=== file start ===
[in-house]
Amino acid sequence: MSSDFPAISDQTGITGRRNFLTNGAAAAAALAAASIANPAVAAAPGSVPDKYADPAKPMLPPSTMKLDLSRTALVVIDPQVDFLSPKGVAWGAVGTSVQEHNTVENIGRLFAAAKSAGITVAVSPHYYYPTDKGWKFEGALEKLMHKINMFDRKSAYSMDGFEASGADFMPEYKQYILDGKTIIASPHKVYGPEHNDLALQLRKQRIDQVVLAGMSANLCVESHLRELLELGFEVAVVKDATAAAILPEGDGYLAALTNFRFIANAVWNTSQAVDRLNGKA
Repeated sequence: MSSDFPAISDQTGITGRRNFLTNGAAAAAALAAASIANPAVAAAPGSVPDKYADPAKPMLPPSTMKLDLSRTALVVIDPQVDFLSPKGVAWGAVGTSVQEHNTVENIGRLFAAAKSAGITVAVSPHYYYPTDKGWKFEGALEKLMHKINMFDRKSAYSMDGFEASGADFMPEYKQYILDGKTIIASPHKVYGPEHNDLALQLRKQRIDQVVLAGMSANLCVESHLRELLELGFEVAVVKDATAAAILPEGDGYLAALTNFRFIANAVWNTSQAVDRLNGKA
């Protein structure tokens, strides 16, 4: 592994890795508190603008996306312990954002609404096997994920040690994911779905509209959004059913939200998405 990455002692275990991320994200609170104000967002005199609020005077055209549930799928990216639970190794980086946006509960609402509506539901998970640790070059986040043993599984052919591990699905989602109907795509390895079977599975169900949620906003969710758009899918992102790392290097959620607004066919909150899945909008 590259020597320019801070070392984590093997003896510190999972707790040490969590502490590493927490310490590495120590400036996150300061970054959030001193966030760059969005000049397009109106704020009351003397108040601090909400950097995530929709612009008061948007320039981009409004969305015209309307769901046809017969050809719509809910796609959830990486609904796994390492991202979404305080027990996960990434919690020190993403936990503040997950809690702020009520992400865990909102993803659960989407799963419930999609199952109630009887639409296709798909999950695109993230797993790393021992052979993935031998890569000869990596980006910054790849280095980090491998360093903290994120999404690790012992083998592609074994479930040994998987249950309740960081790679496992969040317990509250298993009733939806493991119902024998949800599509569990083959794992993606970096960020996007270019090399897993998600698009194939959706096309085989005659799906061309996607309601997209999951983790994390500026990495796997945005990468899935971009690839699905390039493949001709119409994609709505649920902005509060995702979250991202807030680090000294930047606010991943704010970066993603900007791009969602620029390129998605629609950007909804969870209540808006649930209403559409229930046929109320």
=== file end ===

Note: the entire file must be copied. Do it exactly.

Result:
[in-house]
Amino acid sequence: MSSDFPAISDQTGITGRRNFLTNGAAAAAALAAASIANPAVAAAPGSVPDKYADPAKPMLPPSTMKLDLSRTALVVIDPQVDFLSPKGVAWGAVGTSVQEHNTVENIGRLFAAAKSAGITVAVSPHYYYPTDKGWKFEGALEKLMHKINMFDRKSAYSMDGFEASGADFMPEYKQYILDGKTIIASPHKVYGPEHNDLALQLRKQRIDQVVLAGMSANLCVESHLRELLELGFEVAVVKDATAAAILPEGDGYLAALTNFRFIANAVWNTSQAVDRLNGKA
Repeated sequence: MSSDFPAISDQTGITGRRNFLTNGAAAAAALAAASIANPAVAAAPGSVPDKYADPAKPMLPPSTMKLDLSRTALVVIDPQVDFLSPKGVAWGAVGTSVQEHNTVENIGRLFAAAKSAGITVAVSPHYYYPTDKGWKFEGALEKLMHKINMFDRKSAYSMDGFEASGADFMPEYKQYILDGKTIIASPHKVYGPEHNDLALQLRKQRIDQVVLAGMSANLCVESHLRELLELGFEVAVVKDATAAAILPEGDGYLAALTNFRFIANAVWNTSQAVDRLNGKA
């Protein structure tokens, strides 16, 4: 592994890795508190603008996306312990954002609404096997994920040690994911779905509209959004059913939200998405 990455002692275990991320994200609170104000967002005199609020005077055209549930799928990216639970190794980086946006509960609402509506539901998970640790070059986040043993599984052919591990699905989602109907795509390895079977599975169900949620906003969710758009899918992102790392290097959620607004066919909150899945909008 590259020597320019801070070392984590093997003896510190999972707790040490969590502490590493927490310490590495120590400036996150300061970054959030001193966030760059969005000049397009109106704020009351003397108040601090909400950097995530929709612009008061948007320039981009409004969305015209309307769901046809017969050809719509809910796609959830990486609904796994390492991202979404305080027990996960990434919690020190993403936990503040997950809690702020009520992400865990909102993803659960989407799963419930999609199952109630009887639409296709798909999950695109993230797993790393021992052979993935031998890569000869990596980006910054790849280095980090491998360093903290994120999404690790012992083998592609074994479930040994998987249950309740960081790679496992969040317990509250298993009733939806493991119902024998949800599509569990083959794992993606970096960020996007270019090399897993998600698009194939959706096309085989005659799906061309996607309601997209999951983790994390500026990495796997945005990468899935971009690839699905390039493949001709119409994609709505649920902005509060995702979250991202807030680090000294930047606010991943704010970066993603900007791009969602620029390129998605629609950007909804969870209540808006649930209403559409229930046929109320």